Coupled with desensitization we recommend breath work. The diaphragm and pelvic floor share a connection during breath, like a piston, where when the diaphragm rises the pelvic floor lowers or expands to let in air, and then they both draw back together on the exhale. The baby obstructs and alters this mechanism slightly during pregnancy, causing shallower breaths higher up in the chest, so coming back to those deeper, belly breaths is also a necessary step in returning to activity.
Last but not least, scar massage is also helpful! Tissue heals almost like a web, and it can start to get a little bit sticky. By moving the tissue in the way that we want the tissue to move, it encourages it to heal better. Follow Di on Instagram and check out her scar massage video!
3. Returning to Activity
It is not recommended returning to more intensive activity like running before three months postpartum, and ideally not before being given the clearance by your pelvic physiotherapist. Once you feel psychologically and physically prepared, a physio will check for any heaviness, dragging, or any kind of pelvic or vaginal discomfort, or uncontrolled (non-menstrual) bleeding - if you’re experiencing any of these issues, your physio may refer you back to your primary care or maternal health provider. Issues such as urinary incontinence or pain during intercourse might also need to be addressed before being cleared to run. If all of these do not present issues, the next step is performing a series of functional exercises to check the state of your pelvic floor. As you return to running, focusing on some abdominal and core exercises, body weight exercises, specifically on the hip musculature, and strengthening your core, low back and pelvis will go a long way to helping prevent injuries commonly seen postpartum.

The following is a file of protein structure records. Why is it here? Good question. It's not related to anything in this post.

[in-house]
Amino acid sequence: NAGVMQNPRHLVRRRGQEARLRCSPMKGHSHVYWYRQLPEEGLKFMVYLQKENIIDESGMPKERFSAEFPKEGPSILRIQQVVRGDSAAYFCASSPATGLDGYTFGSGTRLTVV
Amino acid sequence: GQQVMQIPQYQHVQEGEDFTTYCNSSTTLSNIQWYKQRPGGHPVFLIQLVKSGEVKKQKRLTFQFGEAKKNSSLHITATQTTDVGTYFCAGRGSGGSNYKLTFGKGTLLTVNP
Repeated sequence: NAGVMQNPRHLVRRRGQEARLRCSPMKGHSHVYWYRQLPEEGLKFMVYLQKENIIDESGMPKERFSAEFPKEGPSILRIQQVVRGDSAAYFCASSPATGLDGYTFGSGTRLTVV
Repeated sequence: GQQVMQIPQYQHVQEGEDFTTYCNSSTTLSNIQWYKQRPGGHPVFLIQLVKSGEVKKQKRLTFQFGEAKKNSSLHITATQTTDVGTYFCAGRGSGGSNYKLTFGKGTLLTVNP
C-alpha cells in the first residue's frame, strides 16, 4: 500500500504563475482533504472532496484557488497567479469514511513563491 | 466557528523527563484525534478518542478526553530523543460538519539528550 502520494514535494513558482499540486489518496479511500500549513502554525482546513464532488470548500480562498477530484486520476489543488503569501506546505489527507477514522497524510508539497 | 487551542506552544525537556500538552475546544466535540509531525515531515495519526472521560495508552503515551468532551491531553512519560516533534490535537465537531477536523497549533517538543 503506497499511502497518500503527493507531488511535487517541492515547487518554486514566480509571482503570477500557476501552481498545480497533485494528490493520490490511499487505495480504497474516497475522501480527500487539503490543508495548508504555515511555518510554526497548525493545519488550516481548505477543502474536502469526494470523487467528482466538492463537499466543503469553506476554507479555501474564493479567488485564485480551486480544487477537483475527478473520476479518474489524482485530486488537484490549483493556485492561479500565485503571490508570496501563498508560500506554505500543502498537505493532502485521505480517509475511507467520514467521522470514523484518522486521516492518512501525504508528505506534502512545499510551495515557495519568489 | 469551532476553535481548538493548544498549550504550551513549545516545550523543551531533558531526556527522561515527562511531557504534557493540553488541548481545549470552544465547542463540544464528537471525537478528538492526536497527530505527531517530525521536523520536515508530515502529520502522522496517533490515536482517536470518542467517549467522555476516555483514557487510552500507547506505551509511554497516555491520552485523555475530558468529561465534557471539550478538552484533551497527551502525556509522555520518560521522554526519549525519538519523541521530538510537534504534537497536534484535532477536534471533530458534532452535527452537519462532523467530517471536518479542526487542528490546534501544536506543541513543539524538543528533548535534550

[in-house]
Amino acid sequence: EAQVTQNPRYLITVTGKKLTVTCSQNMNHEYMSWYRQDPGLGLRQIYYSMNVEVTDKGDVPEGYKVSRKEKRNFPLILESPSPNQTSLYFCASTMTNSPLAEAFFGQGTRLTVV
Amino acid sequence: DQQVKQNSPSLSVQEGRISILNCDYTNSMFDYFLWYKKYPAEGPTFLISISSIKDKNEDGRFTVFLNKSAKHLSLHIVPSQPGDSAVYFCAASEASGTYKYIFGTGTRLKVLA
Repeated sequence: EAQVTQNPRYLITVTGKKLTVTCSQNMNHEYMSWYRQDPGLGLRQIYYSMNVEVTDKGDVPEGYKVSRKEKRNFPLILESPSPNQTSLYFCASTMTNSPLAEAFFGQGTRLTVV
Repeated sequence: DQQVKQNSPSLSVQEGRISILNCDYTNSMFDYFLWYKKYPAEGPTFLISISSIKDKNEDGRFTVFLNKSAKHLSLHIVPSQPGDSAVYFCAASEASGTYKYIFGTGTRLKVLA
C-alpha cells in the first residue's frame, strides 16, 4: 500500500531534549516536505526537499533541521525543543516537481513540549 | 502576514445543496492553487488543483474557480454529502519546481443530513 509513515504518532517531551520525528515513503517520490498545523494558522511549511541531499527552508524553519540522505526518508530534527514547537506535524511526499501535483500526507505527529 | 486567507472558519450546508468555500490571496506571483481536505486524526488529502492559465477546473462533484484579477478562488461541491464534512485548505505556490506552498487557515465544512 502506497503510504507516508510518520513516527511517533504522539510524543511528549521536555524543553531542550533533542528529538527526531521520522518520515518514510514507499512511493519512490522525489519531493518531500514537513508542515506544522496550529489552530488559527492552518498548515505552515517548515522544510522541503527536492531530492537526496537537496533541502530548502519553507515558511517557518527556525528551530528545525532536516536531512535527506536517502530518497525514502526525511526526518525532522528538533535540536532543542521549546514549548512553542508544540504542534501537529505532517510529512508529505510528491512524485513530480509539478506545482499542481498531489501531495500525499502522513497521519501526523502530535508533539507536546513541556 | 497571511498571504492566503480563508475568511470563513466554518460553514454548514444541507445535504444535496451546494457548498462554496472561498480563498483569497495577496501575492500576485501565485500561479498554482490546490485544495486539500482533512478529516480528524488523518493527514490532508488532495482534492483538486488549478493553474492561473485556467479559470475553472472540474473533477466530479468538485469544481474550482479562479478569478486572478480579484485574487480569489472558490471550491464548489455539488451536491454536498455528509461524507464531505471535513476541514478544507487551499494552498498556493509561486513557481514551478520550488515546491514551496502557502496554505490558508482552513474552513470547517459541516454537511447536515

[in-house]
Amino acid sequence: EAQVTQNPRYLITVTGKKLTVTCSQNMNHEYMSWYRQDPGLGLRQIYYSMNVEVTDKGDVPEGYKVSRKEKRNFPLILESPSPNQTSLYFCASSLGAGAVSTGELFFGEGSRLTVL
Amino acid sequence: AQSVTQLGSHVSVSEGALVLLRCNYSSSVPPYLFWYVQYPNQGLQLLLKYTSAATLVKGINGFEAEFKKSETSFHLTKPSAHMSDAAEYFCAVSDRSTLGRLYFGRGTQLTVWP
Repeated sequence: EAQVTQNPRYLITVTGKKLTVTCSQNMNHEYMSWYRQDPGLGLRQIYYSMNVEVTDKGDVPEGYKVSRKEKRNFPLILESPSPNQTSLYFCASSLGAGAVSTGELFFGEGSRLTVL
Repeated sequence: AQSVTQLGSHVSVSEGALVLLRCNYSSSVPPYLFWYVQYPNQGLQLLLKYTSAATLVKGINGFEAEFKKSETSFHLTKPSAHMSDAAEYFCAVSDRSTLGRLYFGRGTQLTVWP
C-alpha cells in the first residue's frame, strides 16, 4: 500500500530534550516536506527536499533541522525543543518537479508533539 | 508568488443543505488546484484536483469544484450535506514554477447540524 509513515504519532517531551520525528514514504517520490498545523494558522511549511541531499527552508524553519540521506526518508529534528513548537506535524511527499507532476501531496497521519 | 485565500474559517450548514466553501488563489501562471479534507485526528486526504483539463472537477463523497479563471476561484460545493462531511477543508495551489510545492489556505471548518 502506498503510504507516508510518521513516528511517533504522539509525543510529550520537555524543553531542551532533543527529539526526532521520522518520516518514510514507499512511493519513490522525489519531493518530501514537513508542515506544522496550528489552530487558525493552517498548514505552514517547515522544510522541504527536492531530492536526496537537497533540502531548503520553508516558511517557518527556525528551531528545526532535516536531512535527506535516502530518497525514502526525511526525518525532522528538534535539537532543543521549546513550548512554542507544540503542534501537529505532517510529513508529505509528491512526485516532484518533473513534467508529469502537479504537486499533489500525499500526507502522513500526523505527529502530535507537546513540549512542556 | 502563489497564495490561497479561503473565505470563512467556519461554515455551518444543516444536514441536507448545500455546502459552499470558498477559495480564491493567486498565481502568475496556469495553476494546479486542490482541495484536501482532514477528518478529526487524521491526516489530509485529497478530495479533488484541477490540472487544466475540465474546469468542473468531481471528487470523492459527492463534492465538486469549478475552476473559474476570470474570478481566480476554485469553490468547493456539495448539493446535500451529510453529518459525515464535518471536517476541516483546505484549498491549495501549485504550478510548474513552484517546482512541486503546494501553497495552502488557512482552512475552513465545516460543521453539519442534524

To recap: the best steps are to rest, ensure your scar is healing well, do a pelvic floor assessment and evaluation, and then slowly reintroduce more impactful activity such as running by taking care that your pelvic floor and core are regaining strength. Tune in to today’s episode for even more tips and advice from Dianne, including which functional full-body exercises you should be able to perform before returning to running (ie. can you balance on one leg for 10 seconds?), the importance of well supported bras, and tips for running with a stroller! And remember - not rushing back into running will help lessen your risk of injury and ensure greater enjoyment in body, mind, and spirit.
Tune in to today’s podcast to learn even more about choosing a provider, or subscribe to The Pregnancy to Parenthood Podcast Series. For the low, one-time cost of $47, get full access to over 40 informative episodes supporting you week by week, focused on the trimester and stage of pregnancy you are in. Tune in every week, or binge listen all at once and come back to the episodes you found most helpful as you move through pregnancy to parenthood!